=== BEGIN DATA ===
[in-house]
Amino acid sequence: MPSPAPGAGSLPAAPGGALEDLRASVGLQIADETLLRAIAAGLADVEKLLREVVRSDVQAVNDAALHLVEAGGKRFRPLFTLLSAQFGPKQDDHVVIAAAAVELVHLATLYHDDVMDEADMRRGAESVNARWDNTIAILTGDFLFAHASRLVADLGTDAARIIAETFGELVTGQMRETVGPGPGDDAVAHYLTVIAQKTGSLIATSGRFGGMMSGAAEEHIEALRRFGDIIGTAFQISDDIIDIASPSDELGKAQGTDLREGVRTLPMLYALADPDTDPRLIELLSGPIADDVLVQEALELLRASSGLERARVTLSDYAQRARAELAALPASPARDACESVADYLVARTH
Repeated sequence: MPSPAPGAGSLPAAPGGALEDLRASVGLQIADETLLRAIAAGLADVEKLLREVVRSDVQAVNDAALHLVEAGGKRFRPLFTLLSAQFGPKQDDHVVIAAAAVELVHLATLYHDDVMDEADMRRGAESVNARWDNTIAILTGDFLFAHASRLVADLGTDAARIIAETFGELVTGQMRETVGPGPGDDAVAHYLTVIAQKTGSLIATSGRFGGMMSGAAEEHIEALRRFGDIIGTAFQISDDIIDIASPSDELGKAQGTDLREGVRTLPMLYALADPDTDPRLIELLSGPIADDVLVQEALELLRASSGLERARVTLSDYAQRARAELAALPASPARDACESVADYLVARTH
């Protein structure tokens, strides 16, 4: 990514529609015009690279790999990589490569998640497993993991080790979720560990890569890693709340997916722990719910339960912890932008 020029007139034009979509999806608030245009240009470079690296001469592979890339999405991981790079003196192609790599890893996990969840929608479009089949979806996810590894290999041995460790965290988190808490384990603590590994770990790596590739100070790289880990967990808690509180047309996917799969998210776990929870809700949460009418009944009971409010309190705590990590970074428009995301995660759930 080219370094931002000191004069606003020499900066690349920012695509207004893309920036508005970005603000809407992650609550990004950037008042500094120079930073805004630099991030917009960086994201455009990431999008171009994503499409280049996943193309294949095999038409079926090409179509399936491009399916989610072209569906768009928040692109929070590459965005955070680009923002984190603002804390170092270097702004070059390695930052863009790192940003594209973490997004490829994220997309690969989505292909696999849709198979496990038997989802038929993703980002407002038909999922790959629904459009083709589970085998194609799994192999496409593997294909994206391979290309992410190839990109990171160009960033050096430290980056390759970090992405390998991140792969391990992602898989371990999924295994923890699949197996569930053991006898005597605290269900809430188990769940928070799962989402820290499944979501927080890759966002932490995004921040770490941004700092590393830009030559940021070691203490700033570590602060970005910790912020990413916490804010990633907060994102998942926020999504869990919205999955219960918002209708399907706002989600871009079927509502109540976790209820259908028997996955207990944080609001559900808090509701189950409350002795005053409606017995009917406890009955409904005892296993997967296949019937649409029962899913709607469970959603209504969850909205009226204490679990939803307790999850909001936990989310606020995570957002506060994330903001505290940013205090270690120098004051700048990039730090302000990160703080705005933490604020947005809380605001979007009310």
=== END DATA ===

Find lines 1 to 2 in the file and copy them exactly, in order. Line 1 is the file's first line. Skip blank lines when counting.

[in-house]
Amino acid sequence: MPSPAPGAGSLPAAPGGALEDLRASVGLQIADETLLRAIAAGLADVEKLLREVVRSDVQAVNDAALHLVEAGGKRFRPLFTLLSAQFGPKQDDHVVIAAAAVELVHLATLYHDDVMDEADMRRGAESVNARWDNTIAILTGDFLFAHASRLVADLGTDAARIIAETFGELVTGQMRETVGPGPGDDAVAHYLTVIAQKTGSLIATSGRFGGMMSGAAEEHIEALRRFGDIIGTAFQISDDIIDIASPSDELGKAQGTDLREGVRTLPMLYALADPDTDPRLIELLSGPIADDVLVQEALELLRASSGLERARVTLSDYAQRARAELAALPASPARDACESVADYLVARTH